10 steps to Fleet Mobility

Fleet mobility is changing the face of fleet management.

More and more companies are now looking at how their staff make business journeys. Companies who focus on company cars and vans need to now consider how fleet mobility is the new default position. This can mean embracing solutions for car sharing, car clubs, bike schemes, public transport, taxis, car hire and planes and even hotels and car parking.

There are many questions surrounding fleet mobility.

Q. What is the most efficient way for employees to travel?
Q. Can your current leasing supplier provide truly transparent strategy advice?
Q. What is the impact on recruitment and retention?
Q. Is a switch really needed in your company?

Are you ready to switch?

the mobility decision tree
The mobility decision tree – it all starts with the journey.

 

The 10 steps to a successful fleet mobility policy.

1. Truly understand your business objectives

What does your company want to achieve? How much is it looking to reduce travel costs and carbon emissions by and over what time period? Your company ethos will certainly come into play. First class travel may not be appropriate.

2. Understand your employee requirements

Launch a mobility survey to help analyse how employees travel to work. Uncover interest in a new policy that initially may not prove popular.

Consider the practical facilities you will need to introduce if you were to introduce a cycle scheme for example. Secure cycle racks, showers and lockers will clearly be a requirement.

3. Consider office location v access to public transport

If your office is located in a city, a car sharing scheme may not work. Employees may find public transport is more convenient. However, a location outside of a city may have more car park space, allowing a car club to operate more successfully.

4. Question the need to travel

Uncovering the reason for travel and how employees travel is key to cost reduction. Many companies have video conference facilities but are often under utilised. Who can use these facilities? Do they sit unused in the boardroom for 95% of the time? What if anyone could use the technology?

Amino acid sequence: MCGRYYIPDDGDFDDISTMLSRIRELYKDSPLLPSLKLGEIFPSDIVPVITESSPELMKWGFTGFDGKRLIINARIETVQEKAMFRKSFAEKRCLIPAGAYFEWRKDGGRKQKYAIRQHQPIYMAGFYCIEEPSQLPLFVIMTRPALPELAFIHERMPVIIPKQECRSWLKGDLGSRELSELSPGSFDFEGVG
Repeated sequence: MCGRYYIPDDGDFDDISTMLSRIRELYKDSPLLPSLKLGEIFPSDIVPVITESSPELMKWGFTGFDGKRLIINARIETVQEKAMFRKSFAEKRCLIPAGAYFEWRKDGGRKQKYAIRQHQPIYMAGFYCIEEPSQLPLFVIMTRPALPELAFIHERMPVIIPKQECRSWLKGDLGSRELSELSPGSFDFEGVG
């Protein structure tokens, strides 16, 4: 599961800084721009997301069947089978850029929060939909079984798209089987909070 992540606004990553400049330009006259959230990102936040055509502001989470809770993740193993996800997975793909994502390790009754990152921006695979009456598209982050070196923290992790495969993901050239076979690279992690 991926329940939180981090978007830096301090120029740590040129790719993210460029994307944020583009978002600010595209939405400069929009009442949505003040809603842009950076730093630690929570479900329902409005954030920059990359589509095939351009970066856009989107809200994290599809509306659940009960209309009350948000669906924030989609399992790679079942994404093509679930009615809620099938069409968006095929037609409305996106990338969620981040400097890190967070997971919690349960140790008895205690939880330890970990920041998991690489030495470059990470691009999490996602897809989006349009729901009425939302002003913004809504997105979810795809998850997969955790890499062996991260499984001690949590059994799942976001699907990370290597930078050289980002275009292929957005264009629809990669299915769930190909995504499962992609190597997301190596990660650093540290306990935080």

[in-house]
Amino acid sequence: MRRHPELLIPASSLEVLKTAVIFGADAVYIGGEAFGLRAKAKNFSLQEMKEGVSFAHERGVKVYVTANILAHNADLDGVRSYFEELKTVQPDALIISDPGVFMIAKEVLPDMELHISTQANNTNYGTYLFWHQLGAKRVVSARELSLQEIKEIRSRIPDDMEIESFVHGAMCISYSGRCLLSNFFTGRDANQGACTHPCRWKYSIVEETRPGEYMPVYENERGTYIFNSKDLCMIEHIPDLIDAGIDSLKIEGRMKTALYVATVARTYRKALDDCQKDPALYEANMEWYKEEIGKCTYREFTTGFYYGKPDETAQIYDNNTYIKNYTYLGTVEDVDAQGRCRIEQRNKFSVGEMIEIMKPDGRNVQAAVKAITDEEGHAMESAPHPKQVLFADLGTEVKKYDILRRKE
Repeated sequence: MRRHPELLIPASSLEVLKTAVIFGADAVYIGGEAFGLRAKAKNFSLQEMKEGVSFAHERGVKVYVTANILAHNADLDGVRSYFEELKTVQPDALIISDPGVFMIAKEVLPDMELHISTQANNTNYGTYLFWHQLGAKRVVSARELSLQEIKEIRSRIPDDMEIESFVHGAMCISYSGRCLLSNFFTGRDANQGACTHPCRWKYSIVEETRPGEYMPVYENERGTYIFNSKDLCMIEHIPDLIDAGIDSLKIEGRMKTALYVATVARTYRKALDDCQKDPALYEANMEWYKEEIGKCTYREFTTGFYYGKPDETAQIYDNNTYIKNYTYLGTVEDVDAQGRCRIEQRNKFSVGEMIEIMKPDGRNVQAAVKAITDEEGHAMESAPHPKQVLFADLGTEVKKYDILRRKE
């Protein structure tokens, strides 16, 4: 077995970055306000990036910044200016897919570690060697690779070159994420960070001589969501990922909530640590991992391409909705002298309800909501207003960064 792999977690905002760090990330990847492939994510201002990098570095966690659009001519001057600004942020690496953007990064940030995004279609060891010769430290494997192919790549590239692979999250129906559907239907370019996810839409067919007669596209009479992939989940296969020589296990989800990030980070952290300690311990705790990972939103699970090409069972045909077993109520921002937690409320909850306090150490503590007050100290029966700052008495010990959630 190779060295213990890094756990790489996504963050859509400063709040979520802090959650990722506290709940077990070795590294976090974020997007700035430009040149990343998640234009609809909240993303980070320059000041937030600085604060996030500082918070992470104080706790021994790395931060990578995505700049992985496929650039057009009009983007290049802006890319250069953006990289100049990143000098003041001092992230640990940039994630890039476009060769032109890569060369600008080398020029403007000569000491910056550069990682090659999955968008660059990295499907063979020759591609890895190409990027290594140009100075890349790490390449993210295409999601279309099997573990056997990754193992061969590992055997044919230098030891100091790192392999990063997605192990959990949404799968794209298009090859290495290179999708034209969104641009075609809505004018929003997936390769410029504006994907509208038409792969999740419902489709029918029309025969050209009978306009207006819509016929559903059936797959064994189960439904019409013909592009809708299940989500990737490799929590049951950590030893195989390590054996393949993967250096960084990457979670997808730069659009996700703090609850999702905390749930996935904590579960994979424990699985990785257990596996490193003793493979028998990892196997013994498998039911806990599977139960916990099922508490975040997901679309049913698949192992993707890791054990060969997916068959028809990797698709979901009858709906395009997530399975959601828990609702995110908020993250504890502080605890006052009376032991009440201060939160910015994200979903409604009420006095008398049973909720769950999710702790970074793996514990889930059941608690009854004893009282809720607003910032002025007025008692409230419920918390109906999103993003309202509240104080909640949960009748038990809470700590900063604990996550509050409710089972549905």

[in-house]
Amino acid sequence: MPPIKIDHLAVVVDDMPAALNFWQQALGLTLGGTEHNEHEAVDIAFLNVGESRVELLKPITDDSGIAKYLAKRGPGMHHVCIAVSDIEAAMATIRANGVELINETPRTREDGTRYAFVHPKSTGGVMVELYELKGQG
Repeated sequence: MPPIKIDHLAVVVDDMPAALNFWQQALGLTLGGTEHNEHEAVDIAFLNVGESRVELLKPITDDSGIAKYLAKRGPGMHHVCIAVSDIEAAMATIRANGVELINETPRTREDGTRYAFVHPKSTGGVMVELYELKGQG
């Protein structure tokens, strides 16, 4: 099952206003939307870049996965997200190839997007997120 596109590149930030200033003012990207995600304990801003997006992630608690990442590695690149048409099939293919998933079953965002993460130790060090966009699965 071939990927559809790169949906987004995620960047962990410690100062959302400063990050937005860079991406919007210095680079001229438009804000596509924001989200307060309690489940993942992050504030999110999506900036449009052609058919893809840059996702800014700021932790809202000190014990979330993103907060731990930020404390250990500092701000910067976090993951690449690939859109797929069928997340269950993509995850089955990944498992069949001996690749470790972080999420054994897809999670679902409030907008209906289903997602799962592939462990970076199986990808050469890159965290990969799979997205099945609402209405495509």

5. Decide how employees should book travel

Do your employees book their own travel? Not a major focus of fleet strategy, but you should also consider a dedicated booking system that all employees have to use. This will help you understand at company or group level how your employees travel. This data will clearly highlight any exceptions that can then be acted upon.

Booking systems will also allow you to build in preferred suppliers and generate considerable discounting over individual use.


transparency in business

Suggested reading: Transparency in business


6. Determine travel policy restrictions

Advance booking can bring savings but it is balancing act. Your policy should stipulate minimum booking periods clearly exceptions to the rule have to be accounted for. Last minute meetings always happen, but as the culture changes, planning ahead becomes standard.

7. Communicate the fleet policy

Effective communication is essential throughout business, but it is often overlooked and sent out without too much thought. Travel is an emotive topic.

It is essential that employees know what options are available to them and the benefits of doing so.

Regular internal campaigns can help educate and inform employees about new forms of transport technology. For example, electric bikes are becoming increasingly popular in congested cities across Europe.

8. Consider offering incentives and dis-incentives

Sometimes, you need to provide incentives for people to make change in their habits. Travel credits can be awarded when selecting the best travel method. These can be used for personal travel at the weekend for example.

Alternatively, a dis-incentive of lower mileage rate reimbursement can be adopted when employees use their own car for business travel. Reducing grey-fleet use has other benefits.

Companies need to be clear with employees as to the benefits for introducing fleet mobility changes.

9. Don’t forget duty of care

Any policy needs some flex and a sensible approach. Hours of travel still need to be considered and total meeting costs including hotel should considered. For example, it may be better to exceed the hotel allowance if that saves on taxi cost.

10. Get feedback and analyse data

Again, an often overlooked aspect of any new project. Feedback is essential to understand the adoption rates of new travel options. Data is then available to challenge user choices outside what it expected. Analysis of data is essential to ensure that any fleet mobility plan is sustainable and accepted. Only then will driver culture start to positively change.

Get in touch and we’ll guide you through some case studies and demonstrate how our strategy can work for you.

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